The Trip That Changed Monster History
In the summer of 1816, Mary Godwin, her husband Percy Bysshe Shelley, John William Polidori, and Claire Clairmont visited Lord Byron in Geneva, Switzerland. Due to bad weather, the group mostly read German ghost stories to entertain themselves. This inspired the group to write their own supernatural stories and see who could come up with the best one.
Mary retired for the evening and had a dream which she based Frankenstein on. She imagined it as a short story and wrote the first few chapters in a relatively short time. With Percy’s encouragement and editing, she turned it into a full-fledged novel.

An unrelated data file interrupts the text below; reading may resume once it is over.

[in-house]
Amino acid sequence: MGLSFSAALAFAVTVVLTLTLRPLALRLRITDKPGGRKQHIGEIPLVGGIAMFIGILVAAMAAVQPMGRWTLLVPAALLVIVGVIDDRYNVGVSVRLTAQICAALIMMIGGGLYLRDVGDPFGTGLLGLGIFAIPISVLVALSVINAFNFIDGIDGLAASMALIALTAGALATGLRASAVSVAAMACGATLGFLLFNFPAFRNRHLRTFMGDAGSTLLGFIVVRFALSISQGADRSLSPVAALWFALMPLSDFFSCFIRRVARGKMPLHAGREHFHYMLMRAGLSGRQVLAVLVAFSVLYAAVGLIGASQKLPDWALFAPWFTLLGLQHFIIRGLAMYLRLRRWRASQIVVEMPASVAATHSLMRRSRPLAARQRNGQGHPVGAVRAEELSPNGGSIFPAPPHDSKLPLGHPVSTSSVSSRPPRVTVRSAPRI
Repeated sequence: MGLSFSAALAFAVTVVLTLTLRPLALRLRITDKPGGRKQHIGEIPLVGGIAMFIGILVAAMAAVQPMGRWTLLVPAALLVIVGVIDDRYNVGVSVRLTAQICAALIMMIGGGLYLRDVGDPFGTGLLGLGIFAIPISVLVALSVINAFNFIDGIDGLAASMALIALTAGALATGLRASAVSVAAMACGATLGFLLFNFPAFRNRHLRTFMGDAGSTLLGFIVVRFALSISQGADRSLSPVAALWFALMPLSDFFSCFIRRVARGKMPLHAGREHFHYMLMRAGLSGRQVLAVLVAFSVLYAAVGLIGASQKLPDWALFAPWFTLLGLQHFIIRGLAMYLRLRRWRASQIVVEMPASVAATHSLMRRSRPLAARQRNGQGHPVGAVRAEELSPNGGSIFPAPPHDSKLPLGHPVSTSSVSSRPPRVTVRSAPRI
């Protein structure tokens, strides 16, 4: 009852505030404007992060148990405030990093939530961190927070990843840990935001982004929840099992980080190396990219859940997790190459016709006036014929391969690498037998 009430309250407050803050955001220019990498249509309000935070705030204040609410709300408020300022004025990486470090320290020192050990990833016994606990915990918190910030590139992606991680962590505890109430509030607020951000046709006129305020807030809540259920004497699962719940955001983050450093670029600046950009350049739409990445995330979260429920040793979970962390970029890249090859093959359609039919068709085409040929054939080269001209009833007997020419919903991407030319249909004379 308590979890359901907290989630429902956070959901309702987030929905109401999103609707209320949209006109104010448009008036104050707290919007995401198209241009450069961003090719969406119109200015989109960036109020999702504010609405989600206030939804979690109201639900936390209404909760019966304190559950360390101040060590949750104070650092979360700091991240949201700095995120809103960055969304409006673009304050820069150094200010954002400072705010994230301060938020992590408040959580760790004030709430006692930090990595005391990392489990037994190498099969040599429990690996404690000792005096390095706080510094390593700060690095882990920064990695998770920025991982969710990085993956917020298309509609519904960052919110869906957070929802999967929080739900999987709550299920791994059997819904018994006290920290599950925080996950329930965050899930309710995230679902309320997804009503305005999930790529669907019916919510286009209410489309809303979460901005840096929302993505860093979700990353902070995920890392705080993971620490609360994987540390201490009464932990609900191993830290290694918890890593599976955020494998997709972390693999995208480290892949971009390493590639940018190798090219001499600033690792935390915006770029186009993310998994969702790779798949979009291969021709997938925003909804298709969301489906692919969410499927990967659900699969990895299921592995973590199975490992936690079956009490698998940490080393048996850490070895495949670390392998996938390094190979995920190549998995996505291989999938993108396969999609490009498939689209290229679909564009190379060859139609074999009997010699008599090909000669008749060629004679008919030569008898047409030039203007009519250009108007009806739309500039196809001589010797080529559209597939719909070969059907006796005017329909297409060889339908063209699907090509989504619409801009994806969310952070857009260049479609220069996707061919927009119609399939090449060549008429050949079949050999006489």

Frankenstein was published anonymously in 1818. Most critics at the time assumed that it was Percy who had written the book, but modern critics cite the long narratives and triple narrator as evidence of an inexperienced writer, like Mary was. She first received a writing credit on the 1823 reprint.
Lord Byron only managed fragments of stories for the writing contest, including one based on German Vampire legends. John William Polidori used part of Byron’s idea as the inspiration for his own story, The Vampyre. The notion of the charming vampire, one who is invited into a home, a transfixing gaze, and the sucking of blood are just a few of the elements that trace their beginnings to The Vampyre. Bram Stoker wrote the world’s most famous vampire story, Dracula, 70 years after The Vampyre.2